|Publication number||US6055053 A|
|Application number||US 08/867,475|
|Publication date||Apr 25, 2000|
|Filing date||Jun 2, 1997|
|Priority date||Jun 2, 1997|
|Also published as||US6219139, WO1998055844A1|
|Publication number||08867475, 867475, US 6055053 A, US 6055053A, US-A-6055053, US6055053 A, US6055053A|
|Inventors||Jon R. Lesniak|
|Original Assignee||Stress Photonics, Inc.|
|Export Citation||BiBTeX, EndNote, RefMan|
|Patent Citations (33), Non-Patent Citations (28), Referenced by (60), Classifications (8), Legal Events (6)|
|External Links: USPTO, USPTO Assignment, Espacenet|
The U.S. Government has a paid-up license in this invention and the right in limited circumstances to require the patent owner to license others on reasonable terms as provided for by the terms of Contract No. NAS1-97036 awarded by the National Aeronautics and Space Administration.
The present invention relates to apparatus and methods for detecting strain in objects in general, and apparatus and methods employing photoelastic techniques to detect strains indicative of shear stresses in particular.
Proper design of a load carrying structure requires attention to the cost, weight, and durability of the structure. Effective design requires an understanding of the loads and deflection which the structure undergoes during its lifetime. With highly engineered parts the very feasibility of a machine or structure may require advanced design techniques.
Computer based mathematical structural models of structures, such as those employing Finite Element Analysis (FEM), are widely used to help the designer simulate structures and imposed loads. While often helpful, a mathematical model is only as good as the correlation between the model equations and the real world. To test this correlation, designers must fabricate real parts and subject them to physical loads. The results of experiments on real world test structures are used to improve the mathematical models. Comparison of the physical results to those predicted by the mathematical model aids the designed in developing equations and constants which more closely model the real world.
The classical approach to determining stresses within a structure in the real world is to apply strain gauges to the object and measure the induced strains when the structure is loaded. Strain gauges, while accurate, provide information only about a limited number of points on the structure and do not allow easy visualization of the stresses produced in a structure.
Recently, new techniques that allow rapid capture of full field stresses over the surface of an entire structure or portion of a structure have been developed. These techniques such as Thermoelastic Stress Analysis (TSA) have allowed tension and compression loads to be rapidly determined for every point on a structure. These new techniques allow visualization of the imposed strains and displacement in objects being tested.
The structural analysis technique known as Photoelastic Stress Analysis (PSA) has been recognized as having great potential because it can be used to determine shear stresses within a structure directly.
Thermoelastic Stress Analysis detects minute changes in temperature due to compression or expansion of a structure. Expansion and compression correspond to tensile and compressive forces within a structure. Shear stresses must be derived from a knowledge of the observed tensile and compressive forces. Photoelastic Stress Analysis which can provide direct imaging of shear stresses thus provides the missing ingredient to complete characterization of a loaded structure. In addition Photoelastic Stress Analysis can be performed by statically loading a structure. In many cases statically loading a structure will be significantly less costly than the dynamic loading required for Thermoelastic Stress Analysis. Maximum understanding of a structure is achieved by employing both TSA and PSA.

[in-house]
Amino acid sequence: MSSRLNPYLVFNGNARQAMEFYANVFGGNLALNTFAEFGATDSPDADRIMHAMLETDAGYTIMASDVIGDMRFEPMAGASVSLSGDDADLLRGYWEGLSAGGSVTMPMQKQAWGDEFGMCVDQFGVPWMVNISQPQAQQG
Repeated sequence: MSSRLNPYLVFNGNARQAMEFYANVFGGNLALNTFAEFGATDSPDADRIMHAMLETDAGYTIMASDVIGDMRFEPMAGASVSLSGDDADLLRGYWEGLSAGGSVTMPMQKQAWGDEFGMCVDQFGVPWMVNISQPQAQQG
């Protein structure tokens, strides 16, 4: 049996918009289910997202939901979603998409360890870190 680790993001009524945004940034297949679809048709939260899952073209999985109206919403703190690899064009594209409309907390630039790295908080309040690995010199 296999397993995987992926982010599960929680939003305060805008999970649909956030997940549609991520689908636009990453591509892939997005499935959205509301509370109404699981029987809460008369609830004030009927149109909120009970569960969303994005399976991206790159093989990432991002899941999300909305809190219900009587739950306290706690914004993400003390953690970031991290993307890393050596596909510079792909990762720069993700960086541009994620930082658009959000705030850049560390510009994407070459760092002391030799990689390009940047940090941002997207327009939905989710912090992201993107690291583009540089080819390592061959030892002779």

PSA is based on the observation that some materials respond to stress by increasing the speed of light through the material along the plane of the imposed stress. The orientation of the increased speed of light is referred to as the fast axis. A slow axis is defined perpendicular to the fast axis. Where the principal stresses are unequal in magnitude, or differ in sign, such materials exhibit birefringence. Birefringence is a property of an optically transparent material which causes the velocity of light through the material to vary depending on the vibrational plane of the light. The amount of birefringence present in an object is proportional to the difference between the principal stresses, which defines the shear stresses within the object. To apply Photoelastic Stress Analysis techniques, a test model must be constructed of, or coated with, a birefringent material.
When plane polarized light from a first polarizer passes through a birefringent material in which the fast axis is tilted with respect to the axis of the polarized light, the polarized light is resolved into two perpendicular components, a first component along the fast axis and a second component along the slow axis, thereby producing two components of the linearly polarized light which are separated in time. When the fast axis and slow axis components are viewed through a second polarizing filter, referred to as an analyzer, which is arranged perpendicular to the orientation of the first polarizer, a component of each of the first and second components will be able to pass through the second polarizing filter or analyzer. Because the first and second components which pass through the birefringent material are separated in time they are not fully recombined by the analyzer but each component is resolved into a portion which is parallel to the analyzer and thus can pass through the analyzer.